“I thought she was very, very sneaky but effective,” said De Venecia. She pointed out Poe’s “on point” use of facts and figures. De Venecia also emphasized Poe’s ability to answer the question on FOI by laying the blame on the government’s inability to act on it as a priority – essentially saying the administration “was engaged in doublespeak.”
De Venecia, however, made note of her dissatisfaction with Poe’s answers on the coco levy and the Spratlys.
Curato agreed with the final decision, in spite of her dissent on the second round. Poe, she said, “can be equally assertive and aggressive but also data driven.”
Curato’s biggest disappointment – shared by all the panelists – was the unwillingness of any candidate to back the legalization of divorce.
No candidate raised their hands when asked if they supported divorce. (READ: Cebu presidential debate: All candidates against divorce)
Curato said the disappointment was greater with Poe. Divorce is a woman’s issue, Curato said, and her disappointment was not because Poe was a woman and failed to support the bill, but because she was a candidate using the narrative of a woman and a mother, yet too afraid to stand up for women.
If Poe were willing to support the death penalty for heinous crimes, Curato said, “then why can’t you put your hand up to divorce with reservations?”
De Venecia shared the same disappointment, adding that Duterte had been previously open-minded about rights for same sex couples. “I always assumed that divorce would be more acceptable to us than same-sex marriage.”
Curato, asked what the rejection of divorce implied, was blunt.
“They’re all scared.”
“It’s a very careful gesture,” said Tuazon, “You don’t want to alienate the Catholic vote.”
The value of debate
A presidential debate, said Curato, is a litmus test that offers a preview of the next commander in chief.
“Temperament is very important,” said De Venecia, “as well as their views of fairness and their decisiveness when it comes to making tough choices.”
A debate, said Tuazon, also demonstrates how a candidate responds to pressure. “If you can get caught off guard by questions, it shows how you respond to crisis.” It is not the only determinant, he said, but it is certainly indicative of a candidate’s tendencies.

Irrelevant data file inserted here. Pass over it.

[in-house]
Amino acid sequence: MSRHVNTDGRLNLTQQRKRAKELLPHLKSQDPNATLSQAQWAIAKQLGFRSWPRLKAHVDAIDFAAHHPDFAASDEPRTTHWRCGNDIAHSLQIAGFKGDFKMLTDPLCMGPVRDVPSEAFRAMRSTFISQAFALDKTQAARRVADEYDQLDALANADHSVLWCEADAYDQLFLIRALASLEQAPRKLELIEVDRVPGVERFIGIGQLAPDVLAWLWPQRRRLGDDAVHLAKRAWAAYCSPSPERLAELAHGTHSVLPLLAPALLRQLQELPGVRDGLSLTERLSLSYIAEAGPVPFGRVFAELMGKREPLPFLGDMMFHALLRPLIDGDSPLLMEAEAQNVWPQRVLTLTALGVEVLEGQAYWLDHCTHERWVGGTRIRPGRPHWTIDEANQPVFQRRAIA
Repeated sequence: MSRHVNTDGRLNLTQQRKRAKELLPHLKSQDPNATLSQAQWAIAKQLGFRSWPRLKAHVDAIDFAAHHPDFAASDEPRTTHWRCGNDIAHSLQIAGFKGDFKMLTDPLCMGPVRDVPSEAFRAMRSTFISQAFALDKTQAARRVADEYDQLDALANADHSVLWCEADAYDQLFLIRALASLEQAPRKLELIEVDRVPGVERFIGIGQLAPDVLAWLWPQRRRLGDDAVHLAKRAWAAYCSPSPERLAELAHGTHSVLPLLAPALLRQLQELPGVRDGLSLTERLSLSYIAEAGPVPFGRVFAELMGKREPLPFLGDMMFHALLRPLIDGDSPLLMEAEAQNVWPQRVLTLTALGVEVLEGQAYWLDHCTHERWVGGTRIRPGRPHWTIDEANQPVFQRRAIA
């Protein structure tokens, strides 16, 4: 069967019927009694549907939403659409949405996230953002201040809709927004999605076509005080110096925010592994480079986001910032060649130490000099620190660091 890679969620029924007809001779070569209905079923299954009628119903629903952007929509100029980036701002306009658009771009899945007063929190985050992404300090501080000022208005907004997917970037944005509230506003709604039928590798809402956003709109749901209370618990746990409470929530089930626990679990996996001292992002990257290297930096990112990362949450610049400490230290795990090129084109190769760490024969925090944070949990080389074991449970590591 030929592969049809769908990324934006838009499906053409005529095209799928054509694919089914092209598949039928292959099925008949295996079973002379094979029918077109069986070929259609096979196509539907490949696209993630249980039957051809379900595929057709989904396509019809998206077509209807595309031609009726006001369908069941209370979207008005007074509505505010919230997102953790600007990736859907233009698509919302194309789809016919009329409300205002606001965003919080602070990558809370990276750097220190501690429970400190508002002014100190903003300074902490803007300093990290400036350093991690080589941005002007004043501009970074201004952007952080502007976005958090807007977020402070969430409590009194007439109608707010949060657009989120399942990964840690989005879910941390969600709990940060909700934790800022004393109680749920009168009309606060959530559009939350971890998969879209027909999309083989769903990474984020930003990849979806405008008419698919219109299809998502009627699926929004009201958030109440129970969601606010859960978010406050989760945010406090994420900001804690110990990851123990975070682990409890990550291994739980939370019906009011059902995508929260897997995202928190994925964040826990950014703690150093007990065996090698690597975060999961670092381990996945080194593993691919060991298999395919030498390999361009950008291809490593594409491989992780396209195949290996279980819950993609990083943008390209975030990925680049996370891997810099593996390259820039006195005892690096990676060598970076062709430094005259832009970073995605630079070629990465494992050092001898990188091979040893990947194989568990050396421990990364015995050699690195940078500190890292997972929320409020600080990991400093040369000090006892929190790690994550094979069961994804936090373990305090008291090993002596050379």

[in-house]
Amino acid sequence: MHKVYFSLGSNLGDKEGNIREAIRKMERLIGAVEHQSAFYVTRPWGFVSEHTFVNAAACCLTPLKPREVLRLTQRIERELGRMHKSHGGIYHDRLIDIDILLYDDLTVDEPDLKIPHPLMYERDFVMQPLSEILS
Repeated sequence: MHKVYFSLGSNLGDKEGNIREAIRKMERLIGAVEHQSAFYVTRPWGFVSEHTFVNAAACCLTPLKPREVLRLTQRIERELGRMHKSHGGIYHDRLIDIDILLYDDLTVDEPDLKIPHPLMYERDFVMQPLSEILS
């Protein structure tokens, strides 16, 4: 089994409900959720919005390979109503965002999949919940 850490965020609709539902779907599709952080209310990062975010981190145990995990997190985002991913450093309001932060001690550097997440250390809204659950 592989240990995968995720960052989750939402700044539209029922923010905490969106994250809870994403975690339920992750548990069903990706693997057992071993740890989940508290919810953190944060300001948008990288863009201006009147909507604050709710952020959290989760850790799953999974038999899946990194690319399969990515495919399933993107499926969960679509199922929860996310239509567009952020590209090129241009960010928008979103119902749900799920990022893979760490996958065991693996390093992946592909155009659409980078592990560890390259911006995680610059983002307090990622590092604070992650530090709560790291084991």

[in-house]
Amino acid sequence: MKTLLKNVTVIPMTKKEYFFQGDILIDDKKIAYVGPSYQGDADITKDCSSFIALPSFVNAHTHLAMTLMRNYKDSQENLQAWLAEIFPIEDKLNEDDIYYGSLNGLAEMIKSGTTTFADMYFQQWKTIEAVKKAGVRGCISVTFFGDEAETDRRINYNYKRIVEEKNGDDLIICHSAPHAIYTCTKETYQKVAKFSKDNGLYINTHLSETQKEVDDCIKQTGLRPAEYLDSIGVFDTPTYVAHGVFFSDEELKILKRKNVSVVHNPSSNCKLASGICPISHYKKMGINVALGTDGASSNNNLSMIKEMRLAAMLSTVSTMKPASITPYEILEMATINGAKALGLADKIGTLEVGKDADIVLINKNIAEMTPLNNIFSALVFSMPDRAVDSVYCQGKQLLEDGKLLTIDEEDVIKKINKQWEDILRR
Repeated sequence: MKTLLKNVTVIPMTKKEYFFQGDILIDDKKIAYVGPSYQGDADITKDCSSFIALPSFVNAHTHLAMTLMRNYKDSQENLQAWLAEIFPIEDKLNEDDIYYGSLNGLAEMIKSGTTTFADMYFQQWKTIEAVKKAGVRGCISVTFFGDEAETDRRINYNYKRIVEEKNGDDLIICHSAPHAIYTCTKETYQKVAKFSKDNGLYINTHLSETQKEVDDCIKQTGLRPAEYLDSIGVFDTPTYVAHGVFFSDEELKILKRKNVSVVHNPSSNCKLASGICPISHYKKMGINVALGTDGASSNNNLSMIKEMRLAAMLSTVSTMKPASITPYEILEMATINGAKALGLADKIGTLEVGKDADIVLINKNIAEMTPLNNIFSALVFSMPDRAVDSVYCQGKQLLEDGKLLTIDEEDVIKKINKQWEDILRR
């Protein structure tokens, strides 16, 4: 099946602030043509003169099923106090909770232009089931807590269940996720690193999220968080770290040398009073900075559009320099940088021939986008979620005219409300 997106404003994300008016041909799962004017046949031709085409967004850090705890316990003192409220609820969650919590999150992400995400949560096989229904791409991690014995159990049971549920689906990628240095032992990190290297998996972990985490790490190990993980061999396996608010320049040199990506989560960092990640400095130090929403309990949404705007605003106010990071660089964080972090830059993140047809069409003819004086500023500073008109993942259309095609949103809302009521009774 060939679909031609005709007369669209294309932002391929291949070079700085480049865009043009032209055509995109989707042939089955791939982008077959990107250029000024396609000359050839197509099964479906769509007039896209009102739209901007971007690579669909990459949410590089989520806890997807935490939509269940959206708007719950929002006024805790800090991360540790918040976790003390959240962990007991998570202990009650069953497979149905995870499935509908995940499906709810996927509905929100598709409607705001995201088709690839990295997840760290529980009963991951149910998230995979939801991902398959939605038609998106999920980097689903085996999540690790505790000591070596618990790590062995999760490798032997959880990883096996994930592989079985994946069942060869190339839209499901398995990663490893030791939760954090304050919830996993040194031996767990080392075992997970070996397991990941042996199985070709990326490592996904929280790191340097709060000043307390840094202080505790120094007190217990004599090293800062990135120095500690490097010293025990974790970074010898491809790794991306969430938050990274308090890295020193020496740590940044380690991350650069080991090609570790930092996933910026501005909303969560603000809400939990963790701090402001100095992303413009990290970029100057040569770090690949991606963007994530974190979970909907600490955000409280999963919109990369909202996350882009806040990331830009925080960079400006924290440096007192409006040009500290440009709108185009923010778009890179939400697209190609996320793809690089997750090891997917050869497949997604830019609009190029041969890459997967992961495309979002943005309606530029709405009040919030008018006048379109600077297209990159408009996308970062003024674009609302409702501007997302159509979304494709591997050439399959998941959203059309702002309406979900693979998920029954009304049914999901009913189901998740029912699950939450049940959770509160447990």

The adjudicators were careful to explain that their standards may differ wildly from other people watching the same debate.
“We were looking at the three Ms, matter, manner, method,” said Tuazon. That judgment may not apply to Philippine politics, he said, and held up Duterte as an example, whom social media crowned as the debate’s winner.
“We are judging this from a debater’s perspective, but in the greater scheme of things, everyone else can act from a different perspective.”
Tuazon explained that Duterte was not debating if held up to the traditional standards of debate.
“He says, ‘I’m not here to debate about policy, if the other candidates have a good policy, I can adopt it and implement it better,'” Tuazon said. “That’s not going to work in a regular debate, you can’t start conceding everything and say, ‘I’ll just do better.’ His selling point is – ‘I have the political will, I have the support, I can get things done in three to six months, and if you give me the keys to the country I will pull it off’ – is basically unjudgeable in a normal oratorical contest.”
De Venecia, who before the debate said she had hoped for more substance in the arguments, said she was very happy with the debate, and attributed the success of the event to the questions that came from the panel.
“FOI, coco levy, all timely issues that are very important. When you have good questions, you allow candidates to shine or not shine. If you have a good question, you are promised a good debate. At times it got rowdy, but I like the chaos. I like the noise.” – Rappler.com(Editor’s note: All languages have been translated to English)